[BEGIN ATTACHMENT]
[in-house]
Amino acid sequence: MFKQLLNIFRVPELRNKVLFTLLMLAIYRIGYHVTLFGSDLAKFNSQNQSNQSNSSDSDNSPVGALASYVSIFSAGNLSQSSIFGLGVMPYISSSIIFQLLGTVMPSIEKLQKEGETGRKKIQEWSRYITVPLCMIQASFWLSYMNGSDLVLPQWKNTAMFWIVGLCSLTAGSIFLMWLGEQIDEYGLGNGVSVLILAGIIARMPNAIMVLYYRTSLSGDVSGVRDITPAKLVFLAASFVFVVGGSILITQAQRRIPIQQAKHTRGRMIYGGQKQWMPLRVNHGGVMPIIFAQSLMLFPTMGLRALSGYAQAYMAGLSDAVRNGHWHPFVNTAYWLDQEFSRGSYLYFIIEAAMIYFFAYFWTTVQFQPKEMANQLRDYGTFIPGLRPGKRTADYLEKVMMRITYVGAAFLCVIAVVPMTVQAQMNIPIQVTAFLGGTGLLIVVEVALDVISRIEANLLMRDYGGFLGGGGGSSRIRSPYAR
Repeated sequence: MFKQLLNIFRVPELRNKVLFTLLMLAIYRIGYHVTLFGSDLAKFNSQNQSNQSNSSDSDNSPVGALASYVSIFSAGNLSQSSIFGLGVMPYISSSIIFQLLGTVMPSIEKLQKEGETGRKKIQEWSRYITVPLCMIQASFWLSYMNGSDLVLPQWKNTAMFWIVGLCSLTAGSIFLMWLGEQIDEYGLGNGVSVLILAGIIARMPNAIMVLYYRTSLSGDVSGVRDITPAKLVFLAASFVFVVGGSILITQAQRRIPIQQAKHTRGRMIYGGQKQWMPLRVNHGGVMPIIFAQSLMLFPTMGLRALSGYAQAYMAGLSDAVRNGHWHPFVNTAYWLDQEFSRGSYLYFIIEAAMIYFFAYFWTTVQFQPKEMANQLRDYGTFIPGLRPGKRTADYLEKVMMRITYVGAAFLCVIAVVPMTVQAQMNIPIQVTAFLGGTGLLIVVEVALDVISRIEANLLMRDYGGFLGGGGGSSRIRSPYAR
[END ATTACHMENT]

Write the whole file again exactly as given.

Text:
[in-house]
Amino acid sequence: MFKQLLNIFRVPELRNKVLFTLLMLAIYRIGYHVTLFGSDLAKFNSQNQSNQSNSSDSDNSPVGALASYVSIFSAGNLSQSSIFGLGVMPYISSSIIFQLLGTVMPSIEKLQKEGETGRKKIQEWSRYITVPLCMIQASFWLSYMNGSDLVLPQWKNTAMFWIVGLCSLTAGSIFLMWLGEQIDEYGLGNGVSVLILAGIIARMPNAIMVLYYRTSLSGDVSGVRDITPAKLVFLAASFVFVVGGSILITQAQRRIPIQQAKHTRGRMIYGGQKQWMPLRVNHGGVMPIIFAQSLMLFPTMGLRALSGYAQAYMAGLSDAVRNGHWHPFVNTAYWLDQEFSRGSYLYFIIEAAMIYFFAYFWTTVQFQPKEMANQLRDYGTFIPGLRPGKRTADYLEKVMMRITYVGAAFLCVIAVVPMTVQAQMNIPIQVTAFLGGTGLLIVVEVALDVISRIEANLLMRDYGGFLGGGGGSSRIRSPYAR
Repeated sequence: MFKQLLNIFRVPELRNKVLFTLLMLAIYRIGYHVTLFGSDLAKFNSQNQSNQSNSSDSDNSPVGALASYVSIFSAGNLSQSSIFGLGVMPYISSSIIFQLLGTVMPSIEKLQKEGETGRKKIQEWSRYITVPLCMIQASFWLSYMNGSDLVLPQWKNTAMFWIVGLCSLTAGSIFLMWLGEQIDEYGLGNGVSVLILAGIIARMPNAIMVLYYRTSLSGDVSGVRDITPAKLVFLAASFVFVVGGSILITQAQRRIPIQQAKHTRGRMIYGGQKQWMPLRVNHGGVMPIIFAQSLMLFPTMGLRALSGYAQAYMAGLSDAVRNGHWHPFVNTAYWLDQEFSRGSYLYFIIEAAMIYFFAYFWTTVQFQPKEMANQLRDYGTFIPGLRPGKRTADYLEKVMMRITYVGAAFLCVIAVVPMTVQAQMNIPIQVTAFLGGTGLLIVVEVALDVISRIEANLLMRDYGGFLGGGGGSSRIRSPYAR